Next up was a new Rye Whiskey, an explosive mouthful of earthy rye spice ‘n’ savory that escaped the flaw that many rye Whiskeys and and even beers display: distinct lack of that urgent, full-facial rye character. This one is drenched in the caramel and roasted nuts you expect from a great rye and follows it with a rye-ness that made my eyelids roll up like busted window shades and an involuntary “Whoa!” come rocketing out my piehole. Ray chuckled and nodded and told me a bit about the process. I asked and he confirmed it: he and Angie are not just the tasting room staff but the distillers, as well.



Now, I’m intrigued. I ask about the company and Ray tells me that he’s a police officer, police union president, and former public information officer. He’s also an Air Force reservist, used to be firefighter and, as if that was not enough of a schedule, is an occasional politician and East Pierce Fire & Rescue commissioner.

He also holds a Master of Business Administration at Pacific Lutheran University while working as a police officer. His partners are all firemen and police and public service professionals, so God Bless networking, I guess. I’m smiling, outside, but thinking, “My God, man, when do you sleep?

I mention that we had visited Off Camber Brewing, just down the hill in Puyallup, and Angie says, “Well, you may be interested in this, then.” and whips out a Bourbon bottle with a hand-applied sticker on the side that says, “Smokey Stout”. Turns out this is that excellent Bourbon, given extended aging in barrels that were used to make Acorn’s smoked HOPS imperial Stout.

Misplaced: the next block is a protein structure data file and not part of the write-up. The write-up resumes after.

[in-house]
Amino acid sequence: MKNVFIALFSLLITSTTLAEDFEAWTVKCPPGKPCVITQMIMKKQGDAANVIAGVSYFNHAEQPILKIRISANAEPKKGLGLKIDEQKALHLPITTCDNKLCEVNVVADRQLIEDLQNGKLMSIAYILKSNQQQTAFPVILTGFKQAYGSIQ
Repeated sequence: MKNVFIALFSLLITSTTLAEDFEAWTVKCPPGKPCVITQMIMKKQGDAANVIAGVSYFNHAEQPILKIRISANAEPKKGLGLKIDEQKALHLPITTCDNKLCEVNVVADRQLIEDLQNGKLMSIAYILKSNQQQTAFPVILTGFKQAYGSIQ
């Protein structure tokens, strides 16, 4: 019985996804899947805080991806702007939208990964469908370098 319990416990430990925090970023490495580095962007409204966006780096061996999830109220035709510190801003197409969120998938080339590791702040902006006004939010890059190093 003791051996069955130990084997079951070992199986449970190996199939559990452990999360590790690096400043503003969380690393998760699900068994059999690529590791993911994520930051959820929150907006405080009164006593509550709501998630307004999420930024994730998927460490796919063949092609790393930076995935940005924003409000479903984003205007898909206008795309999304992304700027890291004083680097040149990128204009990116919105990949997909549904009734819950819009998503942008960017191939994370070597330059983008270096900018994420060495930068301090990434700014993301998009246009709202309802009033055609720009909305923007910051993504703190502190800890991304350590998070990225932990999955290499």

There was no mirror around but I was pretty sure that my head had sprouted antennae, like in the Bugs Bunny cartoons, and that they were quivering like a teenage Romeo about to make The Move.

Yes, please,” was all I could get out.



LOTS, as in “almost all“, brewers make smoked ales by laying out the grains and putting them through a thorough cold smoking. They can even buy pre-smoked grains and those work fine, too. But smoking the hops? Never heard of it but it made a certain SMH sort of sense: hops used for dry-hopping, later in the brewing process would show more smokiness. Makes sense. Which is probably why the Off Camber guys thought of it, mad chemists that they are, and nobody else did.

So, I sipped, with a curiosity that almost literally itched, and…

Just flat-damned astounding.

Caramel, roasted corn, sugar cookies, pistachios, vanilla, and a nuclear but strangely elegant blast of SMOKE washed across my tongue and I had a bit of trouble speaking – or forming thoughts or breathing properly – for several seconds. “Wow!,” Part Two shot out of my mouth and I promptly ponied up for a bottle to take home.